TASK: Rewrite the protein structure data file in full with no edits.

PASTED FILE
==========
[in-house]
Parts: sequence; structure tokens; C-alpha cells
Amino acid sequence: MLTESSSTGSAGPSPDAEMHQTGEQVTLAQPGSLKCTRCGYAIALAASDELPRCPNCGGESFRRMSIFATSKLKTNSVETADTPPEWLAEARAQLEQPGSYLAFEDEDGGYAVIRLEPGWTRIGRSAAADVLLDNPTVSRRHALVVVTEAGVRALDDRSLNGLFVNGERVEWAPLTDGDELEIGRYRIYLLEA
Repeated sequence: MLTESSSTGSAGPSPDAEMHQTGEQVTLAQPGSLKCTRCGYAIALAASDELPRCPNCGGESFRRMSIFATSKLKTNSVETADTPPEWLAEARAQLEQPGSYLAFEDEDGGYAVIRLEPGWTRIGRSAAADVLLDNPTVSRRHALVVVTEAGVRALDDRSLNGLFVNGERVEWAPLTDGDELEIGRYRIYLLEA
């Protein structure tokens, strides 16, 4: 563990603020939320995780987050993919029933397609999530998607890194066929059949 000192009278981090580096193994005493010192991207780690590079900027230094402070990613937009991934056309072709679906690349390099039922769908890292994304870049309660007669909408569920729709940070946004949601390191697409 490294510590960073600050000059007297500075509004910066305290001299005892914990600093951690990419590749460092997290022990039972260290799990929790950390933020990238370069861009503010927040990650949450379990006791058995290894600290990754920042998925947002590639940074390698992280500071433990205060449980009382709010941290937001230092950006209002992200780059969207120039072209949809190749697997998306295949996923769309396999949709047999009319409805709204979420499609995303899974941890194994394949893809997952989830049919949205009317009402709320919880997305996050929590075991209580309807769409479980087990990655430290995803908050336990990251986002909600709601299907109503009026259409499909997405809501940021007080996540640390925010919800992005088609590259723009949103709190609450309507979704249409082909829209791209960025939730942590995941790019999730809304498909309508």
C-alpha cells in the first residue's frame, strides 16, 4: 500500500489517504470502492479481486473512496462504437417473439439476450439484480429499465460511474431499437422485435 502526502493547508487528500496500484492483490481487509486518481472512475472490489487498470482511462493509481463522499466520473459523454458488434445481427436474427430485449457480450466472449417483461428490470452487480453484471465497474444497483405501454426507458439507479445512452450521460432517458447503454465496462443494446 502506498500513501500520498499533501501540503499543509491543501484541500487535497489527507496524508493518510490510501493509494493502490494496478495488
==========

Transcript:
[in-house]
Parts: sequence; structure tokens; C-alpha cells
Amino acid sequence: MLTESSSTGSAGPSPDAEMHQTGEQVTLAQPGSLKCTRCGYAIALAASDELPRCPNCGGESFRRMSIFATSKLKTNSVETADTPPEWLAEARAQLEQPGSYLAFEDEDGGYAVIRLEPGWTRIGRSAAADVLLDNPTVSRRHALVVVTEAGVRALDDRSLNGLFVNGERVEWAPLTDGDELEIGRYRIYLLEA
Repeated sequence: MLTESSSTGSAGPSPDAEMHQTGEQVTLAQPGSLKCTRCGYAIALAASDELPRCPNCGGESFRRMSIFATSKLKTNSVETADTPPEWLAEARAQLEQPGSYLAFEDEDGGYAVIRLEPGWTRIGRSAAADVLLDNPTVSRRHALVVVTEAGVRALDDRSLNGLFVNGERVEWAPLTDGDELEIGRYRIYLLEA
């Protein structure tokens, strides 16, 4: 563990603020939320995780987050993919029933397609999530998607890194066929059949 000192009278981090580096193994005493010192991207780690590079900027230094402070990613937009991934056309072709679906690349390099039922769908890292994304870049309660007669909408569920729709940070946004949601390191697409 490294510590960073600050000059007297500075509004910066305290001299005892914990600093951690990419590749460092997290022990039972260290799990929790950390933020990238370069861009503010927040990650949450379990006791058995290894600290990754920042998925947002590639940074390698992280500071433990205060449980009382709010941290937001230092950006209002992200780059969207120039072209949809190749697997998306295949996923769309396999949709047999009319409805709204979420499609995303899974941890194994394949893809997952989830049919949205009317009402709320919880997305996050929590075991209580309807769409479980087990990655430290995803908050336990990251986002909600709601299907109503009026259409499909997405809501940021007080996540640390925010919800992005088609590259723009949103709190609450309507979704249409082909829209791209960025939730942590995941790019999730809304498909309508």
C-alpha cells in the first residue's frame, strides 16, 4: 500500500489517504470502492479481486473512496462504437417473439439476450439484480429499465460511474431499437422485435 502526502493547508487528500496500484492483490481487509486518481472512475472490489487498470482511462493509481463522499466520473459523454458488434445481427436474427430485449457480450466472449417483461428490470452487480453484471465497474444497483405501454426507458439507479445512452450521460432517458447503454465496462443494446 502506498500513501500520498499533501501540503499543509491543501484541500487535497489527507496524508493518510490510501493509494493502490494496478495488